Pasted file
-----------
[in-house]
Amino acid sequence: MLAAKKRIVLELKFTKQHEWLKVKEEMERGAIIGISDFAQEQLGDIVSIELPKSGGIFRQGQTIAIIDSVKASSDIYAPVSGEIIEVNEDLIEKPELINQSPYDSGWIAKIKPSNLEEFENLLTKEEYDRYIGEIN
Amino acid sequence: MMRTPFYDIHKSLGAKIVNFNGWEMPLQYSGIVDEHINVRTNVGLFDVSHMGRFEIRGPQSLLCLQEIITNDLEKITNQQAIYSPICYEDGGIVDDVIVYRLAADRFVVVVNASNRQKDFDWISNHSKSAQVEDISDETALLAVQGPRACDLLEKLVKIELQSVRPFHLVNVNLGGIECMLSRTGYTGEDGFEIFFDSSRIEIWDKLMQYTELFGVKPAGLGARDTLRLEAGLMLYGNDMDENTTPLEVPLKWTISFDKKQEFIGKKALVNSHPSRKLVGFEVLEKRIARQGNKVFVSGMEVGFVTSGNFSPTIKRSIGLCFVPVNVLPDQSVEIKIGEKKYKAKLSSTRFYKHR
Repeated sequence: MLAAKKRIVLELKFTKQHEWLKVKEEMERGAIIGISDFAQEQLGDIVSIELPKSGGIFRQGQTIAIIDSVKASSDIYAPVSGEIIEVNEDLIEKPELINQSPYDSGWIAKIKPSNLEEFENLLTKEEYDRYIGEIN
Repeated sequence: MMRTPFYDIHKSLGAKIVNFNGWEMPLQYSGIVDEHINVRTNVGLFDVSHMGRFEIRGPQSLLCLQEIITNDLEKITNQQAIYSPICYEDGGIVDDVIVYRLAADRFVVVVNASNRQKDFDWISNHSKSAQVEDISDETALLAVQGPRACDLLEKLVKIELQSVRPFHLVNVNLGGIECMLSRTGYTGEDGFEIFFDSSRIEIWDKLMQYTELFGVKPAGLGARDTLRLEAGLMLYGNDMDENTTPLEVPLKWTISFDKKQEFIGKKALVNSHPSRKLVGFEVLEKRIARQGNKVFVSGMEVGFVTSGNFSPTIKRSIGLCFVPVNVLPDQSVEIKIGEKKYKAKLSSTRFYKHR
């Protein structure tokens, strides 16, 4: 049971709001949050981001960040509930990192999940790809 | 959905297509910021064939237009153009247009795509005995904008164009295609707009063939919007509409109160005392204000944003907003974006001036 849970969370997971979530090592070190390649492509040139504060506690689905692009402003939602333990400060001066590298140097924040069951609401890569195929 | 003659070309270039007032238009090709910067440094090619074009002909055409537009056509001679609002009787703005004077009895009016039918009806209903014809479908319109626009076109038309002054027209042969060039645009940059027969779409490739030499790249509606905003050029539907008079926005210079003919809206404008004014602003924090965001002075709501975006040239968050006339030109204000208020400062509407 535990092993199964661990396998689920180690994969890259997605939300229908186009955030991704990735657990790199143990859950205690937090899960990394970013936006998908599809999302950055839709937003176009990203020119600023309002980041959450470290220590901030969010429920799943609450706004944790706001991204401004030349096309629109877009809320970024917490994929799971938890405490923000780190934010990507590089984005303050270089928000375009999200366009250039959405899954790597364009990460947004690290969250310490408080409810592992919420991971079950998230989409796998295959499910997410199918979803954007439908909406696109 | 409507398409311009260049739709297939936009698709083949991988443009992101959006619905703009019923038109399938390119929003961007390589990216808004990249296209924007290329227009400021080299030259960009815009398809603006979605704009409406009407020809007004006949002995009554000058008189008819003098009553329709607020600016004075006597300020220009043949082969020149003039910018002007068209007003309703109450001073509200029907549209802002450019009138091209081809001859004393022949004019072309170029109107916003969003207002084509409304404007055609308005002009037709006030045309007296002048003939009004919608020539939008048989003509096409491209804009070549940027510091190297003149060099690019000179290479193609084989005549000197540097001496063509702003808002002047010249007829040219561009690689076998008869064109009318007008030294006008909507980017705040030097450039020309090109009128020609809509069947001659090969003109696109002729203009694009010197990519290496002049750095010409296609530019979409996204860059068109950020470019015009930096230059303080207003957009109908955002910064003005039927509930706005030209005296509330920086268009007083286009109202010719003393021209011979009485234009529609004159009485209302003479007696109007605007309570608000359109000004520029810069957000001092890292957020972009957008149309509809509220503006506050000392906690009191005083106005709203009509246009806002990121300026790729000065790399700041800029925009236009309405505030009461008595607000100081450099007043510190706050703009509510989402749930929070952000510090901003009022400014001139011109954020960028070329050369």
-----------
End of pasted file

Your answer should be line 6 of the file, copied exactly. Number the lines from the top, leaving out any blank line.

């Protein structure tokens, strides 16, 4: 049971709001949050981001960040509930990192999940790809 | 959905297509910021064939237009153009247009795509005995904008164009295609707009063939919007509409109160005392204000944003907003974006001036 849970969370997971979530090592070190390649492509040139504060506690689905692009402003939602333990400060001066590298140097924040069951609401890569195929 | 003659070309270039007032238009090709910067440094090619074009002909055409537009056509001679609002009787703005004077009895009016039918009806209903014809479908319109626009076109038309002054027209042969060039645009940059027969779409490739030499790249509606905003050029539907008079926005210079003919809206404008004014602003924090965001002075709501975006040239968050006339030109204000208020400062509407 535990092993199964661990396998689920180690994969890259997605939300229908186009955030991704990735657990790199143990859950205690937090899960990394970013936006998908599809999302950055839709937003176009990203020119600023309002980041959450470290220590901030969010429920799943609450706004944790706001991204401004030349096309629109877009809320970024917490994929799971938890405490923000780190934010990507590089984005303050270089928000375009999200366009250039959405899954790597364009990460947004690290969250310490408080409810592992919420991971079950998230989409796998295959499910997410199918979803954007439908909406696109 | 409507398409311009260049739709297939936009698709083949991988443009992101959006619905703009019923038109399938390119929003961007390589990216808004990249296209924007290329227009400021080299030259960009815009398809603006979605704009409406009407020809007004006949002995009554000058008189008819003098009553329709607020600016004075006597300020220009043949082969020149003039910018002007068209007003309703109450001073509200029907549209802002450019009138091209081809001859004393022949004019072309170029109107916003969003207002084509409304404007055609308005002009037709006030045309007296002048003939009004919608020539939008048989003509096409491209804009070549940027510091190297003149060099690019000179290479193609084989005549000197540097001496063509702003808002002047010249007829040219561009690689076998008869064109009318007008030294006008909507980017705040030097450039020309090109009128020609809509069947001659090969003109696109002729203009694009010197990519290496002049750095010409296609530019979409996204860059068109950020470019015009930096230059303080207003957009109908955002910064003005039927509930706005030209005296509330920086268009007083286009109202010719003393021209011979009485234009529609004159009485209302003479007696109007605007309570608000359109000004520029810069957000001092890292957020972009957008149309509809509220503006506050000392906690009191005083106005709203009509246009806002990121300026790729000065790399700041800029925009236009309405505030009461008595607000100081450099007043510190706050703009509510989402749930929070952000510090901003009022400014001139011109954020960028070329050369």